I’ve got super fast reflexes, I release the key immediately
when the engine fires up. Well what about your gran? She’s probably got super
fast reflexes as well. But anyway we only want the
starter motor to be driven one way, the motor should turn the pinion, but the pinion should not turn the motor. Actually what we want to
happen is exactly the same as on a bicycle, you know
when you’re on a bicycle, power from your feet
should turn the wheel, but the wheel should not turn your feet. This is achieved with
a freehub on a bicycle and we don’t even think
about it but it’s a type of one-way clutch, force only goes one way from the pedals to the wheels. The starter motor also
uses a one-way clutch, a design called a sprag clutch. It’s this cylinder that
looks like a bearing. It looks like a bearing because
basically that’s what it is. There are a few different
types of one-way clutch, but they all work on
pretty much the same idea. The clutch is made up of an
inner race, and an outer race. The inner race is connected to the pinion and the outer race to the motor. The two races are separated
with little wedges, called cams, or sprags. Turning the bearing one way
causes these little sprags to rotate and get jammed,
locking the inner race and the outer race together. So the outer race is now
propelled around by the inner one. This is how the motor turns the pinion. But turning in the opposite
direction makes the sprags rotate in the opposite direction too and they don’t bind up. The outer race is free to rotate and since it isn’t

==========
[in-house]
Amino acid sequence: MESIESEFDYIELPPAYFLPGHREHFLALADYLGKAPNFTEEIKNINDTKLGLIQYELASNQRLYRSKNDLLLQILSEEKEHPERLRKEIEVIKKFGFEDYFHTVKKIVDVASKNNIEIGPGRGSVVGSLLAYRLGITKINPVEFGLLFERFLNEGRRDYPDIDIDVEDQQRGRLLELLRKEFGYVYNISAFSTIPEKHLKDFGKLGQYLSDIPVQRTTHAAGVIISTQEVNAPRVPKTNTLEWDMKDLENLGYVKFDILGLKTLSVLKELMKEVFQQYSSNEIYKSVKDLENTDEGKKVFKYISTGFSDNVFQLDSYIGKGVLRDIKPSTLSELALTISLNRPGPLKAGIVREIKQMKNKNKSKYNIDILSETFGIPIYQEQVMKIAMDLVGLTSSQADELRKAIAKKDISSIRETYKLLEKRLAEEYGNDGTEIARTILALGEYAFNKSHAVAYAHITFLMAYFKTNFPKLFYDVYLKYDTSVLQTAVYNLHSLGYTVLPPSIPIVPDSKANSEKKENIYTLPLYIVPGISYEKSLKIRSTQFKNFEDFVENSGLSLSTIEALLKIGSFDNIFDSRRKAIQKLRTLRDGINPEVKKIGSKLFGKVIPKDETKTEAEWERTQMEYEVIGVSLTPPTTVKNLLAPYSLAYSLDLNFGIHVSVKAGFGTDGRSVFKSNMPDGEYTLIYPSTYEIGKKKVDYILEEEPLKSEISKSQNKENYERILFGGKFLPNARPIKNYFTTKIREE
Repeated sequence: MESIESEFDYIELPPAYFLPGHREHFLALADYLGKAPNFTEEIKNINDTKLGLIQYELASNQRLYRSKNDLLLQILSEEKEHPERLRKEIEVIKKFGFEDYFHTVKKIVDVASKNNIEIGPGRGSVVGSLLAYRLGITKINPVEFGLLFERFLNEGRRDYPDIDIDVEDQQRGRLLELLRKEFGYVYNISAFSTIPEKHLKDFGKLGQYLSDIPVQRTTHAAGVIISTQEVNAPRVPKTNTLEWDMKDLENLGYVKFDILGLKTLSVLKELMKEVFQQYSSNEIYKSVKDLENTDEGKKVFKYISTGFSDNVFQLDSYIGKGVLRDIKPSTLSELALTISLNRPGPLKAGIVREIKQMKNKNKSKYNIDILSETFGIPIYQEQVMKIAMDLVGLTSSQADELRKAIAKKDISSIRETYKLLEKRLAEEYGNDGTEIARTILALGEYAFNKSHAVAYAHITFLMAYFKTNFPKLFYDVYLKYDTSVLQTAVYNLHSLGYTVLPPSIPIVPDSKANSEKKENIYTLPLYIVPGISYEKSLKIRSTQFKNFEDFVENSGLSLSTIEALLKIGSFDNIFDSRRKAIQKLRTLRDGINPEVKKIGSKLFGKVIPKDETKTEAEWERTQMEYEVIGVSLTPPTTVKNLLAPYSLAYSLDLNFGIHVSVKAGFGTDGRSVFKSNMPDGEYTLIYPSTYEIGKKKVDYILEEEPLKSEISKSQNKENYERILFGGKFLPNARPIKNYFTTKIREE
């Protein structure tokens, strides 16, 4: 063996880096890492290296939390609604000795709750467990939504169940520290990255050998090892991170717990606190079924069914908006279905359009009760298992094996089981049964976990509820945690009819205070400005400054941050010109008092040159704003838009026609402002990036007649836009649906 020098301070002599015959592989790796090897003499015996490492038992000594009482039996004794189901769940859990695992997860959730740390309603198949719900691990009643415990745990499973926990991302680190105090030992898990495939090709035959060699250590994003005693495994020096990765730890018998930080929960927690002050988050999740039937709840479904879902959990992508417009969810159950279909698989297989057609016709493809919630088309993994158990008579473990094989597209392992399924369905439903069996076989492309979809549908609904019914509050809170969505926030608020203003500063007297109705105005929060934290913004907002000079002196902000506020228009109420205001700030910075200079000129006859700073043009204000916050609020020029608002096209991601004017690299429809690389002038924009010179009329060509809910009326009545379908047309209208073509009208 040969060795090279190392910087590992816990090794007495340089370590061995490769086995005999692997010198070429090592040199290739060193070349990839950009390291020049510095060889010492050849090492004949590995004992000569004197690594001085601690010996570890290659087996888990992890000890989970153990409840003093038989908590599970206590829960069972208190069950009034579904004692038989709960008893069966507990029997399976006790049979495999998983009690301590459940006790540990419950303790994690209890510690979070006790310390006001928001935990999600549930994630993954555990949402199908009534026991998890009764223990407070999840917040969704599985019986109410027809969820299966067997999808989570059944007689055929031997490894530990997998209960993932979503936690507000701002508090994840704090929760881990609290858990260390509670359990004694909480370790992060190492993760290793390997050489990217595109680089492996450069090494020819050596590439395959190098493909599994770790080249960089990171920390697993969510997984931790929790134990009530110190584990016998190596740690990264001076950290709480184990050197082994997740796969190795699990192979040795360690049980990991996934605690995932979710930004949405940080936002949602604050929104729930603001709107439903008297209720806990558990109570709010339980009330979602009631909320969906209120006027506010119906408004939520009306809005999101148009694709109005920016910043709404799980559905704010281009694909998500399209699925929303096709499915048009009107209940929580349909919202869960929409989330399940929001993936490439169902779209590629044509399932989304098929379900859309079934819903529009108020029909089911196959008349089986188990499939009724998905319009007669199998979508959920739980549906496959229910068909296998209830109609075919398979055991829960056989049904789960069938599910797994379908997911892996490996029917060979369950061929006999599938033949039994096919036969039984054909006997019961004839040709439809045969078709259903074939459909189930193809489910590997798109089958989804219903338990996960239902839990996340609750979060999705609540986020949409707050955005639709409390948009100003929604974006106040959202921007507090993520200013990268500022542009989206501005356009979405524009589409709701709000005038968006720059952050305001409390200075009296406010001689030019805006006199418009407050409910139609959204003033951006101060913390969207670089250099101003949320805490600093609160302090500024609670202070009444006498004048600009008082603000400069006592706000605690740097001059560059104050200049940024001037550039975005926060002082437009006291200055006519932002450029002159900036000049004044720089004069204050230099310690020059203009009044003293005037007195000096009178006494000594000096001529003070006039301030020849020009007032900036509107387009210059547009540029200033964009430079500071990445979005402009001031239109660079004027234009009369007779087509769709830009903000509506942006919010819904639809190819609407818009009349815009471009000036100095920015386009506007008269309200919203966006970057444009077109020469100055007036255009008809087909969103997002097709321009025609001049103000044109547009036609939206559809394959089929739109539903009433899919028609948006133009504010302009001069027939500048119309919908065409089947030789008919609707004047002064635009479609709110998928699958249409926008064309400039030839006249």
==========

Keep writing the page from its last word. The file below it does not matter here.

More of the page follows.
locked to the inner race it can just freewheel. So when the pinion is running
faster than the motor, this clutch stops the
force being sent back to the starter motor. That’s not quite everything,
every car built since about 2005, and many built before then, will have what’s called
a starter safety switch, or a neutral safety switch. This switch prevents
the starter from running when the vehicle is in gear
and the idea behind that is that accidentally starting
the car in gear would cause the vehicle to jump forwards and potentially set
off driving on its own. There’s loads of reasons why this is bad, you might lurch forward a couple of feet and hit a car in front, or a garage wall or a kid left in the car could
start the vehicle driving by messing around with the key. The safety switch sits
between the ignition switch and the solenoid, keeping the circuit open unless the safety switch is engaged. On an automatic vehicle, this
switch is on the transmission and it’s closed only if the transmission is in neutral or it’s in park. Mechanical switches for
automatic vehicles also stop the ignition key from
actually turning in the barrel and those are called interlock switches. With a manual vehicle like this one, the switch will be on the clutch
pedal and it only actuates when the pedal is fully depressed. There is often another
switch on the clutch pedal for the ECU and that
ECU switch makes contact as soon as the clutch
is pressed even slightly so if you’re rummaging
around down in the footwell checking the clutch safety switch, just be sure you’ve got the right switch. Let’s take a look at the
starter system as a whole. When you turn the ignition
key, that acts like a switch. And current flows through
that switch, to some sort of safety switch either
on the clutch pedal or on the transmission, the
safety switch stops the car being started in gear, and
with the ignition and safety switch closed, power goes to the solenoid. When the solenoid is
engaged, it pulls a plunger. The plunger uses a lever which
pushes the pinion into mesh with the flywheel, and
when the pinion is engaged, the plunger moves a bit
further and switches on the current to the starter motor. The starter motor runs,
starting the engine. And when the ignition key is released, a strong spring in the solenoid
pushes the plunger back out turning off the starter motor